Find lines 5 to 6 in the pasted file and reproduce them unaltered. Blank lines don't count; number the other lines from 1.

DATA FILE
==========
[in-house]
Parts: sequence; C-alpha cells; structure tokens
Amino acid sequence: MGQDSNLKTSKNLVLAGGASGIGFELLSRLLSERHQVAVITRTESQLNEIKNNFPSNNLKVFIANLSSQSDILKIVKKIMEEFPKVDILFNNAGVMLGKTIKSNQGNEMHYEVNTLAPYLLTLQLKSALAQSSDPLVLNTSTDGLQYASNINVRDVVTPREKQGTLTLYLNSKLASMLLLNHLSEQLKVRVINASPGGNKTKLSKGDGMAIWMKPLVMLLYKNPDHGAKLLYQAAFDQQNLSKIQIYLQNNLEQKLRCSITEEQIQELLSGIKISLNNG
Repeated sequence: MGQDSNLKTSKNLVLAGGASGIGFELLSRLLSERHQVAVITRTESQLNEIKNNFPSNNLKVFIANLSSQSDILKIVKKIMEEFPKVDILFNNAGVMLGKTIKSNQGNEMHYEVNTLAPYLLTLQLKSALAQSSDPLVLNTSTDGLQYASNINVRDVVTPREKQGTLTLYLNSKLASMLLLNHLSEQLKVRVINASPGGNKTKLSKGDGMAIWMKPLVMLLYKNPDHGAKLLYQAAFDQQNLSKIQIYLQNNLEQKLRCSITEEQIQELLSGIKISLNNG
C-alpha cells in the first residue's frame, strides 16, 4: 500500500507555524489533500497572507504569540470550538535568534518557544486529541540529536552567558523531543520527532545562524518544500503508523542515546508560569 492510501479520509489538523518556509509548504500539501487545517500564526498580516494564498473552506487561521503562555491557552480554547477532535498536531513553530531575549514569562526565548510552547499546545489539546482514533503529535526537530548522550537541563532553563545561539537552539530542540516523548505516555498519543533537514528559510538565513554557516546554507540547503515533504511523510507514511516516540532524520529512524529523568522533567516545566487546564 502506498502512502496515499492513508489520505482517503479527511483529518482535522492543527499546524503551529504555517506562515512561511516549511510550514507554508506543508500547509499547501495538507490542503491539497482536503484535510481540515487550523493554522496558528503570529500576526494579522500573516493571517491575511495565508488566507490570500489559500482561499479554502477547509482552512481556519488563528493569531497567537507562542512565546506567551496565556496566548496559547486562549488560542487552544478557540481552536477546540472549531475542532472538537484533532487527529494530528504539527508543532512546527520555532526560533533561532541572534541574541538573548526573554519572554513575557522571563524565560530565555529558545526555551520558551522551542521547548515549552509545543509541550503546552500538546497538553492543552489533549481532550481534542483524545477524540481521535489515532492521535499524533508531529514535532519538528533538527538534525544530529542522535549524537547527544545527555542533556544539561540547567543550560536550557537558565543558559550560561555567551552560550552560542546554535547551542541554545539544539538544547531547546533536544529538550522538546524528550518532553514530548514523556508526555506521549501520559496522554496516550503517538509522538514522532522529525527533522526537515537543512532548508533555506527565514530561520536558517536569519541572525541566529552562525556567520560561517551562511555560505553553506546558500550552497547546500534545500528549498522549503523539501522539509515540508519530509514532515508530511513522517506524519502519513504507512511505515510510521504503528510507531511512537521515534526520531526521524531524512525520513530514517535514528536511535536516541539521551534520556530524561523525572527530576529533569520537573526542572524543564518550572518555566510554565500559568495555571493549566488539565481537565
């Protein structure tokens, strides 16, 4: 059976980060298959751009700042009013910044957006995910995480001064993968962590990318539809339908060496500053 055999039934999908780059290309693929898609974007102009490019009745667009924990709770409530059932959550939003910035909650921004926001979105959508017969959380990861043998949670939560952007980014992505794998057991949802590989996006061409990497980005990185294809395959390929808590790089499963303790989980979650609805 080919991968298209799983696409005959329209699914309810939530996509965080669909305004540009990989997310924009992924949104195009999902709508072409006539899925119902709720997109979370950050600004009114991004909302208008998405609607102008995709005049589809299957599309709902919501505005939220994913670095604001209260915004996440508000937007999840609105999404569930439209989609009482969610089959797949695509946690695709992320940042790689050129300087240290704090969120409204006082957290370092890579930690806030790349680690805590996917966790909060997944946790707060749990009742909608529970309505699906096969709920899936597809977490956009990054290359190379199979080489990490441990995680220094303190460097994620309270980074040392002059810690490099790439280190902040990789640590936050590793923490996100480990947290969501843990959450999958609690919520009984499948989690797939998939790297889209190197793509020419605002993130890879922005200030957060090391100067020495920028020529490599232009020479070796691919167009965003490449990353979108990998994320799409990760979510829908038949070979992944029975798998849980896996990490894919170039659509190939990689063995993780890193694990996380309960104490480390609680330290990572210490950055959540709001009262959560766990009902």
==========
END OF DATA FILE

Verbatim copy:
C-alpha cells in the first residue's frame, strides 16, 4: 500500500507555524489533500497572507504569540470550538535568534518557544486529541540529536552567558523531543520527532545562524518544500503508523542515546508560569 492510501479520509489538523518556509509548504500539501487545517500564526498580516494564498473552506487561521503562555491557552480554547477532535498536531513553530531575549514569562526565548510552547499546545489539546482514533503529535526537530548522550537541563532553563545561539537552539530542540516523548505516555498519543533537514528559510538565513554557516546554507540547503515533504511523510507514511516516540532524520529512524529523568522533567516545566487546564 502506498502512502496515499492513508489520505482517503479527511483529518482535522492543527499546524503551529504555517506562515512561511516549511510550514507554508506543508500547509499547501495538507490542503491539497482536503484535510481540515487550523493554522496558528503570529500576526494579522500573516493571517491575511495565508488566507490570500489559500482561499479554502477547509482552512481556519488563528493569531497567537507562542512565546506567551496565556496566548496559547486562549488560542487552544478557540481552536477546540472549531475542532472538537484533532487527529494530528504539527508543532512546527520555532526560533533561532541572534541574541538573548526573554519572554513575557522571563524565560530565555529558545526555551520558551522551542521547548515549552509545543509541550503546552500538546497538553492543552489533549481532550481534542483524545477524540481521535489515532492521535499524533508531529514535532519538528533538527538534525544530529542522535549524537547527544545527555542533556544539561540547567543550560536550557537558565543558559550560561555567551552560550552560542546554535547551542541554545539544539538544547531547546533536544529538550522538546524528550518532553514530548514523556508526555506521549501520559496522554496516550503517538509522538514522532522529525527533522526537515537543512532548508533555506527565514530561520536558517536569519541572525541566529552562525556567520560561517551562511555560505553553506546558500550552497547546500534545500528549498522549503523539501522539509515540508519530509514532515508530511513522517506524519502519513504507512511505515510510521504503528510507531511512537521515534526520531526521524531524512525520513530514517535514528536511535536516541539521551534520556530524561523525572527530576529533569520537573526542572524543564518550572518555566510554565500559568495555571493549566488539565481537565
């Protein structure tokens, strides 16, 4: 059976980060298959751009700042009013910044957006995910995480001064993968962590990318539809339908060496500053 055999039934999908780059290309693929898609974007102009490019009745667009924990709770409530059932959550939003910035909650921004926001979105959508017969959380990861043998949670939560952007980014992505794998057991949802590989996006061409990497980005990185294809395959390929808590790089499963303790989980979650609805 080919991968298209799983696409005959329209699914309810939530996509965080669909305004540009990989997310924009992924949104195009999902709508072409006539899925119902709720997109979370950050600004009114991004909302208008998405609607102008995709005049589809299957599309709902919501505005939220994913670095604001209260915004996440508000937007999840609105999404569930439209989609009482969610089959797949695509946690695709992320940042790689050129300087240290704090969120409204006082957290370092890579930690806030790349680690805590996917966790909060997944946790707060749990009742909608529970309505699906096969709920899936597809977490956009990054290359190379199979080489990490441990995680220094303190460097994620309270980074040392002059810690490099790439280190902040990789640590936050590793923490996100480990947290969501843990959450999958609690919520009984499948989690797939998939790297889209190197793509020419605002993130890879922005200030957060090391100067020495920028020529490599232009020479070796691919167009965003490449990353979108990998994320799409990760979510829908038949070979992944029975798998849980896996990490894919170039659509190939990689063995993780890193694990996380309960104490480390609680330290990572210490950055959540709001009262959560766990009902």